Can emotional experience be reshaped because of artificial experience?

Aug 2, 2018 | 2802 Views

Emotions our very weakness is our strength. Despite our most ambitious efforts to demystify them, emotions remain utterly mysterious and elusive. We don't understand them unless we feel them, and feeling them of course is the very blind spot that may prevent us from ever 'objectively' understanding them. There even appears to be some confusion as to what counts as human emotion and what does not, and which of our emotions are distinctive. However, in 2017, a new study suggested that there are as many as 27 different categories of emotions and that they in fact occur along a gradient and are not sharply distinguishable or mutually exclusive. This new set of emotions ranges from admiration, adoration, awe, and surprising outliers such as"aesthetic appreciation to envy, excitement, horror, and"empathetic painâ?? to equally unexpected contenders such as nostalgia, romance, or triumph.

AI and robotics and how they will affect our emotions?

Researchers have long studied our emotional relationship to machines. Studies have proven that we quickly form emotional attachments to robots. So-called Artificial Emotional Intelligence. AEI, like any technology, can be used for benevolent and malicious purposes, from boosting our emotional intelligence to manipulating and emotion-engineering us as citizens and consumers, from helping autistic children recognize their emotions. Analyst firm Gartner recently predicted that by 2022 smart machines will understand our emotions better than our close friends and relatives. And yet, the question remains: Could technological advances in AI and robotics lead to the emergence of new emotions that were not only previously unquantified, unnamed, and unidentified, but also un-felt? Aside from our consciousness of emotions, evolution may have caused new emotions to form.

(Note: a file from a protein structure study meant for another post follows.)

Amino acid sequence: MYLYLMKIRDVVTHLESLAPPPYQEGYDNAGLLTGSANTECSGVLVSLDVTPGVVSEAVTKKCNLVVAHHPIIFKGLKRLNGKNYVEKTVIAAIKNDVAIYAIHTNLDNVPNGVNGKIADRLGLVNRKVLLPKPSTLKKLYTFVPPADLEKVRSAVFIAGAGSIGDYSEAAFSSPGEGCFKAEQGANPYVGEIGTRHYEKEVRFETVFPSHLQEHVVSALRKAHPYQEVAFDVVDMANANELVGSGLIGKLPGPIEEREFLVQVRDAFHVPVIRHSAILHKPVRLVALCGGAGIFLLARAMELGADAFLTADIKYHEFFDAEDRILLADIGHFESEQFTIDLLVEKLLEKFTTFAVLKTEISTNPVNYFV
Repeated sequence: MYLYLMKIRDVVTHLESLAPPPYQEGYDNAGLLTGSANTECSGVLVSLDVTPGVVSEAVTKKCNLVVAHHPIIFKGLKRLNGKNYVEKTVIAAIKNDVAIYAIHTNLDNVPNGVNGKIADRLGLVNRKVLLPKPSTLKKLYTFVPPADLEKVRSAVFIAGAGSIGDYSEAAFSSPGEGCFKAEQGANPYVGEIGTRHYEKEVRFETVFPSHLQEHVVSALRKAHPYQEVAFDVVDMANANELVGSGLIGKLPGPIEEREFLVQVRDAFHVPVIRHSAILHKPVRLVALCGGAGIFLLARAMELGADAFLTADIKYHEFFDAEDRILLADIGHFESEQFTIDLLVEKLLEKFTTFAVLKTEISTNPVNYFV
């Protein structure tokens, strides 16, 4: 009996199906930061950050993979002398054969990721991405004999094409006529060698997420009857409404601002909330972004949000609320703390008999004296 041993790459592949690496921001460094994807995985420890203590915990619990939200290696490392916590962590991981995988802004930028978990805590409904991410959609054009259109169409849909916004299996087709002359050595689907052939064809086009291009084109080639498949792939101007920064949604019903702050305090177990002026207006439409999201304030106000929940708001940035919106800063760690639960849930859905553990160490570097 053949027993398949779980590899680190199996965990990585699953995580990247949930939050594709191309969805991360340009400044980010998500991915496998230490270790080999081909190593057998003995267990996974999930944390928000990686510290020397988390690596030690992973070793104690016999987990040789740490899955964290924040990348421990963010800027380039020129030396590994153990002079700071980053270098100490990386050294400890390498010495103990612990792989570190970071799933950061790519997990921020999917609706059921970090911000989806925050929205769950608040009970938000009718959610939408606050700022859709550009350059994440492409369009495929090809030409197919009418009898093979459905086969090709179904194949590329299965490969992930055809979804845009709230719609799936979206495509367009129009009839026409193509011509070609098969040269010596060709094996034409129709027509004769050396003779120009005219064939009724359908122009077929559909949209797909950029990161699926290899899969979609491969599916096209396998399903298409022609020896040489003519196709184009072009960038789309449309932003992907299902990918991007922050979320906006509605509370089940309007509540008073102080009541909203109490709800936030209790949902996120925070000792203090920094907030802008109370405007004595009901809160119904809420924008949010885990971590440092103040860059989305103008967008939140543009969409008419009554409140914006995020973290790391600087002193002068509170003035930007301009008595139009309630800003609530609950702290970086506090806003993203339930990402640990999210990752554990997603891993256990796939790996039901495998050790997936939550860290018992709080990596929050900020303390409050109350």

Awe: Mixed emotions are the future

At the TED conference this year, science writer Jessa Gamble held a fascinating workshop on awe, an emotion triggered, by say, entering the St. Peter's Basilica or experiencing the vastness of a desert.
Gamble referenced Stanford researcher Melanie Rudd who studied the effects of awe on consumer behavior and claims that after feeling awe we tend to choose experiential goods like a movie over material goods like clothes. She further concludes that awe also makes us more willing to volunteer in our communities. It is important though to note that awe empowers and disempowers at once. It makes us bigger and smaller. Gamble pointed out that the"smaller self was both a prerequisite and consequence of awe: awe overpowers the self. That is both inspiring and humbling. This very sentiment pinpoints our relationship to AI and robots: we are in awe of them, which means, we are enamored and terrified at the same time. On the one hand, we are witnessing a radicalization of our emotions, as they are fleeing to the extreme edges, at the same time, the volatility and complexity of our digital times is popularizing emotional states that are simple and balanced.

What makes us human is our proclivity to fall for the other: somebody who is not us, something beyond our control, greater than ourselves. We can't help but be drawn to persons, objects, or experiences that promise us new emotions, new sensations, new highs and lows, new joy and happiness, but also new heartbreak and suffering.

Although we are calling them by our name (Alexa, Buddy, Sophia, Kaspar, Samantha, Erica.), as a mirror of ourselves, the AI bots remain elusive. They are the enigmatic other, the greatest desire of all, the ultimate romance. If they can help us feel more and feel new emotions, and if we refine these emotions through more advanced emotional intelligence, with the arts and humanities as our interpreters, then the very machines that are growing adept at analyzing and manipulating how we feel will ensure that we stay a step ahead of them.






Source: HOB